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Tree hunt creates memories

HARDING COUNTY, S.D. - You would never suspect that just beyond the dusky, brown prairie lies a winter wonderland oasis. The way there isn't difficult. Driving down Highway 85, you cross the state border, turn onto another paved road, follow the ...

Gary Nagel

HARDING COUNTY, S.D. - You would never suspect that just beyond the dusky, brown prairie lies a winter wonderland oasis.

The way there isn't difficult. Driving down Highway 85, you cross the state border, turn onto another paved road, follow the signs onto a dirt road, and then you'll see it.

Just beyond the endless fields of gray and flocks of sheep is a valley of Christmas trees in the North Cave Hills Unit of Custer National Forest, just 20 miles south of Bowman, N.D.

At this time of year, it looks more like icebergs breaking between the placid grasslands, stretching their necks up toward a steely sky.

The valley of the Christmas trees is a familiar sight for Gary Nagel and his family, of Bowman, who travel there to pick out their Christmas trees each year.

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"It's like another world, only a half-hour away," Pam Nagel said. "I enjoy the combination of the outdoor beauty and quality family time."

Pam and Gary have been coming to get trees for nearly 30 years, since before their eldest child was born. Pam is a retired English teacher who continues to work half time at the Bowman Public School District. Gary retired from teaching math there last spring, but is teaching half time at the Scranton Public School District this year.

The couple started a family tradition of bringing back their own Christmas trees.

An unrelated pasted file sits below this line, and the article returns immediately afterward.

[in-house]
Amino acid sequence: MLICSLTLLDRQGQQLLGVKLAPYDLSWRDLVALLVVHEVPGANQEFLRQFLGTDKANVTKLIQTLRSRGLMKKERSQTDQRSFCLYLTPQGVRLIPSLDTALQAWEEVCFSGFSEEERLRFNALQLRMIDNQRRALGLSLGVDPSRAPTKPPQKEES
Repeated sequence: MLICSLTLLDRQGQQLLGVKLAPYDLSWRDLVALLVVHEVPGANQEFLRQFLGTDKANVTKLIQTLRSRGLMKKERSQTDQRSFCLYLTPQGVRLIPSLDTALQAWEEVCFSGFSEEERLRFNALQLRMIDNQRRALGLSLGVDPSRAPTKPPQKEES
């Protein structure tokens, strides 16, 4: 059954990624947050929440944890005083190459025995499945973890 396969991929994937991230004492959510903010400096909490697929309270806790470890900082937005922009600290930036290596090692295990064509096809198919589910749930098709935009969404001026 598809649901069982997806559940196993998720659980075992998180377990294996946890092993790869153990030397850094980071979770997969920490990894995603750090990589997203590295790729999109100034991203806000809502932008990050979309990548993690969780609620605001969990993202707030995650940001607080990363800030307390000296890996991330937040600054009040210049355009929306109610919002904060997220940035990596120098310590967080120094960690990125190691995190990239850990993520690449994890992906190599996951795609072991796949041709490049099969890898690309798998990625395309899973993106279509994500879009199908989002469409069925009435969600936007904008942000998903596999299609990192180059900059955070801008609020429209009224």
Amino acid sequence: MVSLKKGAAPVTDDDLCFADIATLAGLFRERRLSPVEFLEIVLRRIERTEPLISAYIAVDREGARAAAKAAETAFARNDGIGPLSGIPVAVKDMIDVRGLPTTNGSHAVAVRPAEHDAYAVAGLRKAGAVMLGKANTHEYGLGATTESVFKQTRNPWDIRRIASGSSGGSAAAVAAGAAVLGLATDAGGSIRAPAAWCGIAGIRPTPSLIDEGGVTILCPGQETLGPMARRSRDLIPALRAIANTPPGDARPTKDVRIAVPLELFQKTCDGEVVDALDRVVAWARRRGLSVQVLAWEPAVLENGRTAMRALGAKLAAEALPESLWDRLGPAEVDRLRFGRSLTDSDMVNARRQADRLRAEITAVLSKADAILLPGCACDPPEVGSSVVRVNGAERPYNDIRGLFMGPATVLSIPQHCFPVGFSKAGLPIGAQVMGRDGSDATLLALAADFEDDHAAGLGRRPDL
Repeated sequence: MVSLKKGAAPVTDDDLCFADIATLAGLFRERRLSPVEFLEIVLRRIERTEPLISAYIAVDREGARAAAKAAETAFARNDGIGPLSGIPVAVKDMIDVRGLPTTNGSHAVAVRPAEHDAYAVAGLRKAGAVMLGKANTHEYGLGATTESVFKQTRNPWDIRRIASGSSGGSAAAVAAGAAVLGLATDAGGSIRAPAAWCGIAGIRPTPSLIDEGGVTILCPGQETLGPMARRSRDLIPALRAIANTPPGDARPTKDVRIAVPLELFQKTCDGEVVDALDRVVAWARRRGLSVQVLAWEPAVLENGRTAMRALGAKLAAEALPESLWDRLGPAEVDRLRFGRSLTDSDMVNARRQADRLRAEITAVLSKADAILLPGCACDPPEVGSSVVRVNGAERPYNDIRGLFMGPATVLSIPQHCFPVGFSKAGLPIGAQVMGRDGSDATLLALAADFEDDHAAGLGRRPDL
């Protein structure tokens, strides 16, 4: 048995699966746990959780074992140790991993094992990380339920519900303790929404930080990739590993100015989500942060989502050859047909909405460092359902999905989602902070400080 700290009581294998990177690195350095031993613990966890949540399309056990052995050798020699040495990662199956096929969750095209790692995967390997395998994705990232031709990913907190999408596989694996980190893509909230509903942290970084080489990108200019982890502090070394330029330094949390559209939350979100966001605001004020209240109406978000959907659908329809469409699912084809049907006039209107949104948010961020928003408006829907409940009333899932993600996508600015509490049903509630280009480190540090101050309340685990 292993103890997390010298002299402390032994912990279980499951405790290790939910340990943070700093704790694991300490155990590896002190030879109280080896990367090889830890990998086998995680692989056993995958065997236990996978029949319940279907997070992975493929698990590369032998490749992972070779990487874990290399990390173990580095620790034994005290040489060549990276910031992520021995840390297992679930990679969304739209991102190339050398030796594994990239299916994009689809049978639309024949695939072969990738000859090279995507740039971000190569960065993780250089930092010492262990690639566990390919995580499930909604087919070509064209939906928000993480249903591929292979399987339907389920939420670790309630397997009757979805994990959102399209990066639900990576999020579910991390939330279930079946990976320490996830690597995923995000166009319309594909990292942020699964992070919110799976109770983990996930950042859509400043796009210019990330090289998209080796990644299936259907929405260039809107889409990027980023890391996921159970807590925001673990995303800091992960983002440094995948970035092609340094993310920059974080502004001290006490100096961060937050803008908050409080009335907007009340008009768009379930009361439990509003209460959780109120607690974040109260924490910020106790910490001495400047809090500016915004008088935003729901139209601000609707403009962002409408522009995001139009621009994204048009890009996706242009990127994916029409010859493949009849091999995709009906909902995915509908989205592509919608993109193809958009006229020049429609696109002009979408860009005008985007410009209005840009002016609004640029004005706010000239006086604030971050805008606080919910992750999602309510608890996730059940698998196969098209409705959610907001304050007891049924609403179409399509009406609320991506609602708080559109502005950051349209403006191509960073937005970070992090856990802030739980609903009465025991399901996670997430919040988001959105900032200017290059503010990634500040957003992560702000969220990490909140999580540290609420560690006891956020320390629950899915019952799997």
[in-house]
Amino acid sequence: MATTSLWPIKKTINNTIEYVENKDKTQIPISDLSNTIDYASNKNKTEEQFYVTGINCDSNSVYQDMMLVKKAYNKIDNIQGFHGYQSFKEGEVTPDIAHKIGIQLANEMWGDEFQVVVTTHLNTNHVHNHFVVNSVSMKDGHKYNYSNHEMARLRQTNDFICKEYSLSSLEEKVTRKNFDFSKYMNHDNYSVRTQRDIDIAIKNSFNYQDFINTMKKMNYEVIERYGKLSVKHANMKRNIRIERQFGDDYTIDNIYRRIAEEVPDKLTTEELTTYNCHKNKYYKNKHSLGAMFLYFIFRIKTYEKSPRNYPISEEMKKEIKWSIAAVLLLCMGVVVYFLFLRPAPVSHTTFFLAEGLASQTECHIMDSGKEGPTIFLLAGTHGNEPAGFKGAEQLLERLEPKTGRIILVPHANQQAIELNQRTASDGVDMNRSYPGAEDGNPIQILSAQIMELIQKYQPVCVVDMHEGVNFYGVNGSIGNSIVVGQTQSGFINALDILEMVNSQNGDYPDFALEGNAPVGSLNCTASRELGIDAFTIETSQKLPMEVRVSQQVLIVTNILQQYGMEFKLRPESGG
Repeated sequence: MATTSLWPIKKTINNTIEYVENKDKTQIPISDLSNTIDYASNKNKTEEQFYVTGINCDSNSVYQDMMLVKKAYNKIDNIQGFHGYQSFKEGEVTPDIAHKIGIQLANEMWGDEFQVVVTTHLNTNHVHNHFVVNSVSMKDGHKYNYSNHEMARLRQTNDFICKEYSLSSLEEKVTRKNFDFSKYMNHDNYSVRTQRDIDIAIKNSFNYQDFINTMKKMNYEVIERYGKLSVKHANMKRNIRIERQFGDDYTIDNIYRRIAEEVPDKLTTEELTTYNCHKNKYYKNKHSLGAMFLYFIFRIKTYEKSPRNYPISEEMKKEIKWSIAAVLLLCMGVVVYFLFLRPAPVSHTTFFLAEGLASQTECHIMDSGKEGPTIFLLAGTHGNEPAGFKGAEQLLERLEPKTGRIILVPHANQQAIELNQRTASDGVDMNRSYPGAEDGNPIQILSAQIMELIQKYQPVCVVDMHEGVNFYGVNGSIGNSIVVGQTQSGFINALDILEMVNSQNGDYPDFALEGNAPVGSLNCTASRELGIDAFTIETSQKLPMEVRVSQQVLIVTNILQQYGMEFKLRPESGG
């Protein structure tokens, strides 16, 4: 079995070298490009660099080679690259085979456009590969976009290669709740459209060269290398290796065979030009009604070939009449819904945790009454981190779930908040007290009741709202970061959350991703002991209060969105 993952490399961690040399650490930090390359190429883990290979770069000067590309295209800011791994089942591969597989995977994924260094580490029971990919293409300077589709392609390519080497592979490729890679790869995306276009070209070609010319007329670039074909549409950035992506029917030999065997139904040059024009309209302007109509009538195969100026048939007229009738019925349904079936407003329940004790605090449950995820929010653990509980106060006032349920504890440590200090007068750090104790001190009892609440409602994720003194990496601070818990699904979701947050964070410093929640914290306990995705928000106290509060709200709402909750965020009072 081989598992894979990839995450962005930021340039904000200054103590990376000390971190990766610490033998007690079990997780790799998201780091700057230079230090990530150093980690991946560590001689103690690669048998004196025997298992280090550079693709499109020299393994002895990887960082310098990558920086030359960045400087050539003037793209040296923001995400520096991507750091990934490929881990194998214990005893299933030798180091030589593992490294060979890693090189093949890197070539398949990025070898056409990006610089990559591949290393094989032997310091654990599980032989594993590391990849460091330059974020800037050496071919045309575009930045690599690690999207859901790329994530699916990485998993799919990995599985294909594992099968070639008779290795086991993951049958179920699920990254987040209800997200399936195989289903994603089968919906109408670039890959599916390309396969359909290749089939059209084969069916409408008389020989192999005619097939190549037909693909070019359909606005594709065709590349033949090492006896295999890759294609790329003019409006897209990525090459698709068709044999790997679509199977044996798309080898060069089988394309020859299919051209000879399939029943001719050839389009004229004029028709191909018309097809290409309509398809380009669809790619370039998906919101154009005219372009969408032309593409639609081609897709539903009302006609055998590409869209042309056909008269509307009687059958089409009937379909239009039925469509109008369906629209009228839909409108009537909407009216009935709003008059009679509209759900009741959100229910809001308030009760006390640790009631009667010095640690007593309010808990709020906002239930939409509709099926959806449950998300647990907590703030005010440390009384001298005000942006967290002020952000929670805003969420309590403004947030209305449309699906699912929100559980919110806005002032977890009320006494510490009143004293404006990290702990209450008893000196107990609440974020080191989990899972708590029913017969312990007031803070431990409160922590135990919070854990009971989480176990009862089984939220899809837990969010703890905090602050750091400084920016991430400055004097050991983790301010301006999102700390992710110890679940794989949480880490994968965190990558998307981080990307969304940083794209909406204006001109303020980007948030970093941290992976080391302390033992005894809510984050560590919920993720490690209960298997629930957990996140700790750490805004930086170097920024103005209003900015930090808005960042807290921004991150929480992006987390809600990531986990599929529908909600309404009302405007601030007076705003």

"We realized it was cheaper than buying one from a lot or getting a fake one, and we get to choose from so many," Gary said. "It is challenging to get everyone to agree on a tree."

In fact, the Nagels now get four trees when they venture out. The four trees are a family, themselves.

First there is the big, traditional tree to be filled with a wide assortment of ornaments and put on display.

"We are limited by height," Gary said. "The big tree can be no more than 11 feet."

The next tree is the Santa Claus tree, adorned only with the many Father Christmas ornaments. The tree is usually about 6 feet tall and can't be too wide for the space it will take up.

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The two smaller trees include a miniature ornament tree, around 2½ feet tall, and a tree about 4 feet tall for all the antique ornaments the family has acquired.

The family purchased four tree permits at $5 each. For each tree they want to cut down, they get the permits from the Bowman-Slope County Soil Conservation District office in Bowman.

It is one of many locations where people can get a permit to cut down their own tree.

"We've all developed an eye for it," Gary said of choosing the right tree. "They all have their own strong opinions on what they want."

This year, it took them only a couple of hours to pick out the trees they wanted. They look at the fullness, the freshness, the shape and ability to hold their ornaments.

In other years, the Nagels would drive and walk up the tall mesas for the view, and sometimes have a picnic. They have photos of their children sledding down the snowy hillsides from years gone by.

This year, they huddled together in a van to eat leftover turkey sandwiches and drink hot chocolate at the Picnic Springs Campground. The only other people along the dirt roads to pass the family were deer hunters in the area.

"The tradition has become meaningful for the kids," Gary said. "We hope to continue doing this for a long time, and don't plan on quitting."

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There have been plenty of memories.

"Each year, you always come away with a new, fun memory," daughter Veronica said. "This year we brought (our dog) Chase for the first time, and Dad kept slipping on the ice."

Pam said fewer people seem to be coming to the valley of the Christmas trees.

"I think people want less hassle and more people are into artificial trees, but doing this makes the tree even more special to you because you picked it out, cut it down and brought it home yourself," she said.

The Dickinson Press and The Forum are both owned by Forum Communications Co. Tree hunt creates memories 20071216

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